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Republican-Socialist Party

The Republican-Socialist Party (French: Parti républicain-socialiste) was a French socialist political party during the French Third Republic, founded in 1911 and dissolved in 1934. It was founded by socialists who refused to join the SFIO founded in 1905. The PRS was a "reformist socialist" party located between the SFIO and the Radical Socialist Party. PRS member René Viviani was the first French Minister of Labour ('Ministre du Travail et de la Prévoyance sociale', October 1906 until July 1909).[1]

Republican-Socialist Party
Parti républicain-socialiste
General Secretary René Viviani (last)
Honorary President Paul Painlevé
Founded July 10, 1911 (1911-07-10)
Dissolved 1934 (1934)
Preceded by Independent Socialists
Merged into Socialist Republican Union
Headquarters Paris
Membership (1926) 9,000
Ideology Social democracy
Political position Centre-left
National affiliation Lefts Cartel (1918–1934)
International affiliation None
Colours      Pink (customary)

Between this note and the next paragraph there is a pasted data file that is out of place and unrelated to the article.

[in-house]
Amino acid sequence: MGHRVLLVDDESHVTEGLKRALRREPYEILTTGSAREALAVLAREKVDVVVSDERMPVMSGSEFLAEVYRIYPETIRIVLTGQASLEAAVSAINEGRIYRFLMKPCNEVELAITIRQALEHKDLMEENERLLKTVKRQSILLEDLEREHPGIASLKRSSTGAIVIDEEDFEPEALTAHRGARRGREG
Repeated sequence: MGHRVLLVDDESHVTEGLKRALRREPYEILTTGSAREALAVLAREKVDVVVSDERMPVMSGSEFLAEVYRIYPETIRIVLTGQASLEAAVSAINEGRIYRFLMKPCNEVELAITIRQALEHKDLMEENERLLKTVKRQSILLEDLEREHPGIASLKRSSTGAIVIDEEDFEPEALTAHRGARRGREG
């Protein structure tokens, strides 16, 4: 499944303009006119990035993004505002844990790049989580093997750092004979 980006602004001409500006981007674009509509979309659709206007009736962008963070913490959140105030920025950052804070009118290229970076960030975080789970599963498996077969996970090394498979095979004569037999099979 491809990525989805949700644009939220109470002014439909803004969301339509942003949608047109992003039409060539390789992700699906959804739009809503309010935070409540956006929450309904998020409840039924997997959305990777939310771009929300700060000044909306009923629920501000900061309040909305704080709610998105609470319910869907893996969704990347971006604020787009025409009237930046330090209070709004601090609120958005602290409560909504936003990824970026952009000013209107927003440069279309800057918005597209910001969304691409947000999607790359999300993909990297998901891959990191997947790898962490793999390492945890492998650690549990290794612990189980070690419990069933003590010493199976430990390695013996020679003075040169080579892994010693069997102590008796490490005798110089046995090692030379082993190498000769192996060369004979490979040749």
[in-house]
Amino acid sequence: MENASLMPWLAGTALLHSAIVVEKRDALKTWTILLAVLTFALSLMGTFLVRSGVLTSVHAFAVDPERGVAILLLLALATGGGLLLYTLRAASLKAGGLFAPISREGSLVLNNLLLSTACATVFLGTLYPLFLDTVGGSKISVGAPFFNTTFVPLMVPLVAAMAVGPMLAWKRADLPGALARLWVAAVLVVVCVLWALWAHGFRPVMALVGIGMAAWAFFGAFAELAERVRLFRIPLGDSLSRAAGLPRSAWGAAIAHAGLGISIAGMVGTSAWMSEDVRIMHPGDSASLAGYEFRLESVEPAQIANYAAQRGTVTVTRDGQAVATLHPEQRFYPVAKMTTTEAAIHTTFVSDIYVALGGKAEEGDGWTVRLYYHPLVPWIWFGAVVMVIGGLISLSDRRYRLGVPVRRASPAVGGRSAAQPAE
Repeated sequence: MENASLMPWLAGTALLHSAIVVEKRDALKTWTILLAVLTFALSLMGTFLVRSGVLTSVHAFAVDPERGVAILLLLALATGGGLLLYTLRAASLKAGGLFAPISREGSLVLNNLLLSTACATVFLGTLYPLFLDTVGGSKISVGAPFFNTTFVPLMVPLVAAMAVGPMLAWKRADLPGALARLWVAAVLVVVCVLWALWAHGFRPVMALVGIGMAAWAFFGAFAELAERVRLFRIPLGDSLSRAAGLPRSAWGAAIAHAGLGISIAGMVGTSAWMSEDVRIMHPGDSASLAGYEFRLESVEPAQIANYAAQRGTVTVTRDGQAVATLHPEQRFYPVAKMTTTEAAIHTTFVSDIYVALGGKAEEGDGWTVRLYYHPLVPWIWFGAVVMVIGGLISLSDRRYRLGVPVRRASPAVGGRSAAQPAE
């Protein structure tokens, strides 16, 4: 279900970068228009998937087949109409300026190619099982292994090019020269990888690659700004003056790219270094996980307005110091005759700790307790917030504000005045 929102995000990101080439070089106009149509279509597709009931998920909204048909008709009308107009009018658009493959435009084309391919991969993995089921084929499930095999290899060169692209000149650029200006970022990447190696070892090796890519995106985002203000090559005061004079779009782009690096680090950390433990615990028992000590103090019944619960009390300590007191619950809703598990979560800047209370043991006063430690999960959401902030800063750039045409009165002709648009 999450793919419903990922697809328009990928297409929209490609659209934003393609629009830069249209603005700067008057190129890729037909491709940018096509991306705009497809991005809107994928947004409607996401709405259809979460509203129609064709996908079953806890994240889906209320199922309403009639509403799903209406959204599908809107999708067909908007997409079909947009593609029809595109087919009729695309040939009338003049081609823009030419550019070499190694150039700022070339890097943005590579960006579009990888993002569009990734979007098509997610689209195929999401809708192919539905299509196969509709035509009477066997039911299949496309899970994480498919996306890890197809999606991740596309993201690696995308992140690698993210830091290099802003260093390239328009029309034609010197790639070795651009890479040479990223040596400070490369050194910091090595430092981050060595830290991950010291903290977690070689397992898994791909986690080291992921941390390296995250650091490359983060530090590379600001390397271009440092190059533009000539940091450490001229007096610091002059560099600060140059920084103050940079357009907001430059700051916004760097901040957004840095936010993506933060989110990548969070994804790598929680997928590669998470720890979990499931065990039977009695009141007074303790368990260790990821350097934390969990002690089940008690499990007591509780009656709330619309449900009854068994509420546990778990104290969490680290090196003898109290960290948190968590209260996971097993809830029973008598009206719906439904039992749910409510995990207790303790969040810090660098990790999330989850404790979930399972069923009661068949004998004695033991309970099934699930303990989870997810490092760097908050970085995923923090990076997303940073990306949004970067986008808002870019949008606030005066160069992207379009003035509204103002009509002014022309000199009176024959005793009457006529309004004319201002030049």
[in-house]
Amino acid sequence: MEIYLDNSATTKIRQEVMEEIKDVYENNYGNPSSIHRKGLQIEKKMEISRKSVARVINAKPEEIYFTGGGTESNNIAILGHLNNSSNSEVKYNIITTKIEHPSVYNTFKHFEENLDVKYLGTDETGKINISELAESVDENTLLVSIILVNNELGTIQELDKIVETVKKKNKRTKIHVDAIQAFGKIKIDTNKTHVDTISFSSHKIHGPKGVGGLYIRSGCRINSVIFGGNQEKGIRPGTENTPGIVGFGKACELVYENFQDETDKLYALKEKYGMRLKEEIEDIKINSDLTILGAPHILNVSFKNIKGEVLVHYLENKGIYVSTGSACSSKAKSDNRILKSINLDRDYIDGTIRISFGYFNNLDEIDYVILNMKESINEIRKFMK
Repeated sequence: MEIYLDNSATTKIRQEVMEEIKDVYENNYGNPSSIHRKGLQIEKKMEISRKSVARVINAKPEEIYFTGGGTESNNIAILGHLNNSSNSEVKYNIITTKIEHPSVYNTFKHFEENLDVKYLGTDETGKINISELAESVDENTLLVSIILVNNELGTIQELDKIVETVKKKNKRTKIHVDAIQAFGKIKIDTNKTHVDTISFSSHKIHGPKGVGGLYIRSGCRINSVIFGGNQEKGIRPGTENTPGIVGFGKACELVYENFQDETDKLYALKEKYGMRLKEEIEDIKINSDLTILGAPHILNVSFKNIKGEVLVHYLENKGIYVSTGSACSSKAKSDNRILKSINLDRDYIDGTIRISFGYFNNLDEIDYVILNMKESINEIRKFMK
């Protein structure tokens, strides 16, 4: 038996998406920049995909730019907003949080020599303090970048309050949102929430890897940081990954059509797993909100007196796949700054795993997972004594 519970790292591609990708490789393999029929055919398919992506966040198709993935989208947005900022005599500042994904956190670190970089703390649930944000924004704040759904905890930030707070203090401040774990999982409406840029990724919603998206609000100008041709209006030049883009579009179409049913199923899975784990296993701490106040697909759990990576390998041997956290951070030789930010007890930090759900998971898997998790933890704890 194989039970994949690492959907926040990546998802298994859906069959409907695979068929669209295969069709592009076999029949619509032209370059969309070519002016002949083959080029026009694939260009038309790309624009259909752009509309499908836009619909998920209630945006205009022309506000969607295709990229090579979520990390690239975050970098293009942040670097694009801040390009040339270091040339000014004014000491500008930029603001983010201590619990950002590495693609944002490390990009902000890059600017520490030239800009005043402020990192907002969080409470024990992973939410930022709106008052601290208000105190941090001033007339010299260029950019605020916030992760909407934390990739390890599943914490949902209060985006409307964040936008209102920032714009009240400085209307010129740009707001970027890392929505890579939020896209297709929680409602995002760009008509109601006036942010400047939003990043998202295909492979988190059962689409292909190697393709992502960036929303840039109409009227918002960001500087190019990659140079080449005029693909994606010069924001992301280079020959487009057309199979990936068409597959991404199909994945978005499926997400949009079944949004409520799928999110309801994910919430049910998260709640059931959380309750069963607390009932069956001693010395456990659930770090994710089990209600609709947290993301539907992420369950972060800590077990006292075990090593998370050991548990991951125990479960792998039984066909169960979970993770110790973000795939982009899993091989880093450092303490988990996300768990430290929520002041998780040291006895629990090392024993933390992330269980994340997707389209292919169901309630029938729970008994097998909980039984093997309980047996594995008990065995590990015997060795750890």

The PRS was weakened by an ideological contradiction, between socialism and reformism, in an era where the political divide was very sharp. It also suffered from an organizational division between those favouring a united and structured party, like the SFIO, or an independent party with independent personalities. It was dissolved in 1934. In 1945, an attempt failed to recreate it within the Rally of Left Republicans. Several members of the party headed French cabinets, including Viviani, Aristide Briand, Paul Painlevé, Alexandre Millerand, and Joseph Paul-Boncour.


  • Jean-Thomas Nordmann, Histoire des radicaux, Paris, La Table Ronde, 1974.
  • Serge Berstein, Histoire du Parti radical, 2 vol., Paris, Presses de la FNSP, 1982, ISBN 2-7246-0437-7
  • Gérard Baal, Histoire du radicalisme, Paris, La Découverte, 1994, ISBN 2-7071-2295-5


  1. ^ in the first cabinet of Georges Clemenceau (PRS), see fr:Gouvernement Georges Clemenceau (1)